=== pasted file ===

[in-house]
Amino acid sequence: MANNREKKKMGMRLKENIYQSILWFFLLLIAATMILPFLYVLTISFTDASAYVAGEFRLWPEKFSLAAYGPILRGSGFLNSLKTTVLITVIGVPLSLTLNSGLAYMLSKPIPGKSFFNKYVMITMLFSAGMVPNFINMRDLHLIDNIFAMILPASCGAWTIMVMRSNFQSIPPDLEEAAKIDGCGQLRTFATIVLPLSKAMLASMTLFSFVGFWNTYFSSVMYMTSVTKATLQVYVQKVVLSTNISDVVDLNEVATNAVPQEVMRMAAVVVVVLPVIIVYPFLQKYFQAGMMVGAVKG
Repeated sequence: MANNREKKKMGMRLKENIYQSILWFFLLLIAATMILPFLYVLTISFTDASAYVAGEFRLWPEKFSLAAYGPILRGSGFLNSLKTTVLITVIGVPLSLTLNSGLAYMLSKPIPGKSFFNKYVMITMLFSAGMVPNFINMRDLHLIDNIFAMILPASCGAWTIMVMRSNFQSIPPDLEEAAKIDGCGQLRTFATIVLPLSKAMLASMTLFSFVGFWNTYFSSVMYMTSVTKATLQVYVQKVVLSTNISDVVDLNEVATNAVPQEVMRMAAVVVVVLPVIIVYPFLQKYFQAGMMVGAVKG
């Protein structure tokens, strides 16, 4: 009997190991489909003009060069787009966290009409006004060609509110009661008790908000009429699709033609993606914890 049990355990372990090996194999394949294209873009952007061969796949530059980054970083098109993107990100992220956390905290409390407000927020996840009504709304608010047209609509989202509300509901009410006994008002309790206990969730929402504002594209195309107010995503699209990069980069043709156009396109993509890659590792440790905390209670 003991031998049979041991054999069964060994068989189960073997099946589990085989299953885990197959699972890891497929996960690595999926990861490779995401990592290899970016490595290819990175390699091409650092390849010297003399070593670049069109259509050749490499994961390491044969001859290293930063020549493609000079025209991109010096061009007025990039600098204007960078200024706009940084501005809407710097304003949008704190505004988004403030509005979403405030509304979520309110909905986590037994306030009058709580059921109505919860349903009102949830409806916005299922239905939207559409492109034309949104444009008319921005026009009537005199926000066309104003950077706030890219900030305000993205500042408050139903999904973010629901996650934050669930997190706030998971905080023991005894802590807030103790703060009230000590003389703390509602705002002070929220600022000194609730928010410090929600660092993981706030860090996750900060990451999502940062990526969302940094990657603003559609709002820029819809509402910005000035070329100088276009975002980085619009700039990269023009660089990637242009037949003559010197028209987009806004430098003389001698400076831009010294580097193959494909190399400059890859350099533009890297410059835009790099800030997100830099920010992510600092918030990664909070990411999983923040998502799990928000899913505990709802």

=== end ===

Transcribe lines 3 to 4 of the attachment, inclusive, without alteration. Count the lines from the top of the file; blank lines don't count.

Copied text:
Repeated sequence: MANNREKKKMGMRLKENIYQSILWFFLLLIAATMILPFLYVLTISFTDASAYVAGEFRLWPEKFSLAAYGPILRGSGFLNSLKTTVLITVIGVPLSLTLNSGLAYMLSKPIPGKSFFNKYVMITMLFSAGMVPNFINMRDLHLIDNIFAMILPASCGAWTIMVMRSNFQSIPPDLEEAAKIDGCGQLRTFATIVLPLSKAMLASMTLFSFVGFWNTYFSSVMYMTSVTKATLQVYVQKVVLSTNISDVVDLNEVATNAVPQEVMRMAAVVVVVLPVIIVYPFLQKYFQAGMMVGAVKG
């Protein structure tokens, strides 16, 4: 009997190991489909003009060069787009966290009409006004060609509110009661008790908000009429699709033609993606914890 049990355990372990090996194999394949294209873009952007061969796949530059980054970083098109993107990100992220956390905290409390407000927020996840009504709304608010047209609509989202509300509901009410006994008002309790206990969730929402504002594209195309107010995503699209990069980069043709156009396109993509890659590792440790905390209670 003991031998049979041991054999069964060994068989189960073997099946589990085989299953885990197959699972890891497929996960690595999926990861490779995401990592290899970016490595290819990175390699091409650092390849010297003399070593670049069109259509050749490499994961390491044969001859290293930063020549493609000079025209991109010096061009007025990039600098204007960078200024706009940084501005809407710097304003949008704190505004988004403030509005979403405030509304979520309110909905986590037994306030009058709580059921109505919860349903009102949830409806916005299922239905939207559409492109034309949104444009008319921005026009009537005199926000066309104003950077706030890219900030305000993205500042408050139903999904973010629901996650934050669930997190706030998971905080023991005894802590807030103790703060009230000590003389703390509602705002002070929220600022000194609730928010410090929600660092993981706030860090996750900060990451999502940062990526969302940094990657603003559609709002820029819809509402910005000035070329100088276009975002980085619009700039990269023009660089990637242009037949003559010197028209987009806004430098003389001698400076831009010294580097193959494909190399400059890859350099533009890297410059835009790099800030997100830099920010992510600092918030990664909070990411999983923040998502799990928000899913505990709802």